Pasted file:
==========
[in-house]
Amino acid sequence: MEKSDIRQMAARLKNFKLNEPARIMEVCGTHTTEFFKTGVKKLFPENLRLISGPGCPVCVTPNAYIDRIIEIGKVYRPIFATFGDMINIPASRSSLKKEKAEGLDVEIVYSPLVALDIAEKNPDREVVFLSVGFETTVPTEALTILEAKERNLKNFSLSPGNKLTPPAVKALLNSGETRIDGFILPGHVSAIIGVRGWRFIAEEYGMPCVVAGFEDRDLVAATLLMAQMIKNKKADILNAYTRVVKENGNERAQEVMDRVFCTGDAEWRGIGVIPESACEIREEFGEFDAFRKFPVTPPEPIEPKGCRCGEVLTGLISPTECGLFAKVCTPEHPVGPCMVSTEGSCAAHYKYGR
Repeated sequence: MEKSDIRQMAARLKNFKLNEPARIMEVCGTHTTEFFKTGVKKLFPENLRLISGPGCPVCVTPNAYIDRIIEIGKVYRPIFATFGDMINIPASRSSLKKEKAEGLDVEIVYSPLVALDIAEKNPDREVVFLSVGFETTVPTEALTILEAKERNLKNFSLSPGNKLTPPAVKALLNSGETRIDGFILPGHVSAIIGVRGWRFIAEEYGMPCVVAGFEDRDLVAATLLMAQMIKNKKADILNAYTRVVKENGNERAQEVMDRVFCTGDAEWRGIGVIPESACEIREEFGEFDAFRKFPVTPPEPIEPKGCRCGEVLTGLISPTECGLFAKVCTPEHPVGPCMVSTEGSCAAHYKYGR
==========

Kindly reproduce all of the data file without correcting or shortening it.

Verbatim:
[in-house]
Amino acid sequence: MEKSDIRQMAARLKNFKLNEPARIMEVCGTHTTEFFKTGVKKLFPENLRLISGPGCPVCVTPNAYIDRIIEIGKVYRPIFATFGDMINIPASRSSLKKEKAEGLDVEIVYSPLVALDIAEKNPDREVVFLSVGFETTVPTEALTILEAKERNLKNFSLSPGNKLTPPAVKALLNSGETRIDGFILPGHVSAIIGVRGWRFIAEEYGMPCVVAGFEDRDLVAATLLMAQMIKNKKADILNAYTRVVKENGNERAQEVMDRVFCTGDAEWRGIGVIPESACEIREEFGEFDAFRKFPVTPPEPIEPKGCRCGEVLTGLISPTECGLFAKVCTPEHPVGPCMVSTEGSCAAHYKYGR
Repeated sequence: MEKSDIRQMAARLKNFKLNEPARIMEVCGTHTTEFFKTGVKKLFPENLRLISGPGCPVCVTPNAYIDRIIEIGKVYRPIFATFGDMINIPASRSSLKKEKAEGLDVEIVYSPLVALDIAEKNPDREVVFLSVGFETTVPTEALTILEAKERNLKNFSLSPGNKLTPPAVKALLNSGETRIDGFILPGHVSAIIGVRGWRFIAEEYGMPCVVAGFEDRDLVAATLLMAQMIKNKKADILNAYTRVVKENGNERAQEVMDRVFCTGDAEWRGIGVIPESACEIREEFGEFDAFRKFPVTPPEPIEPKGCRCGEVLTGLISPTECGLFAKVCTPEHPVGPCMVSTEGSCAAHYKYGR